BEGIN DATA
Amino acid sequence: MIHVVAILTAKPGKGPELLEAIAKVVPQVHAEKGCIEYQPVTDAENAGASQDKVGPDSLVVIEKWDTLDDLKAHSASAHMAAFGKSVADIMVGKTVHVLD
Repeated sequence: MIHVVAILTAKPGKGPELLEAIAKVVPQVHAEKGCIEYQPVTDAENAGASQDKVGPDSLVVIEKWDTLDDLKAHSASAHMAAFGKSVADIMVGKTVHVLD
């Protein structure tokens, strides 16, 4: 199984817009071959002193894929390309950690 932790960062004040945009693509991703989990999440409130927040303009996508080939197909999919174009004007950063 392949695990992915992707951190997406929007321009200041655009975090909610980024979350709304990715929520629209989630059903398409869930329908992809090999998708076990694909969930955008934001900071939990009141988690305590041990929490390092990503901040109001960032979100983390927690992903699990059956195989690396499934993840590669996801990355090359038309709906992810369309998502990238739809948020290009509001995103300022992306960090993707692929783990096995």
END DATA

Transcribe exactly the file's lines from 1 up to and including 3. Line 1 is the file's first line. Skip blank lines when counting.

Amino acid sequence: MIHVVAILTAKPGKGPELLEAIAKVVPQVHAEKGCIEYQPVTDAENAGASQDKVGPDSLVVIEKWDTLDDLKAHSASAHMAAFGKSVADIMVGKTVHVLD
Repeated sequence: MIHVVAILTAKPGKGPELLEAIAKVVPQVHAEKGCIEYQPVTDAENAGASQDKVGPDSLVVIEKWDTLDDLKAHSASAHMAAFGKSVADIMVGKTVHVLD
């Protein structure tokens, strides 16, 4: 199984817009071959002193894929390309950690 932790960062004040945009693509991703989990999440409130927040303009996508080939197909999919174009004007950063 392949695990992915992707951190997406929007321009200041655009975090909610980024979350709304990715929520629209989630059903398409869930329908992809090999998708076990694909969930955008934001900071939990009141988690305590041990929490390092990503901040109001960032979100983390927690992903699990059956195989690396499934993840590669996801990355090359038309709906992810369309998502990238739809948020290009509001995103300022992306960090993707692929783990096995």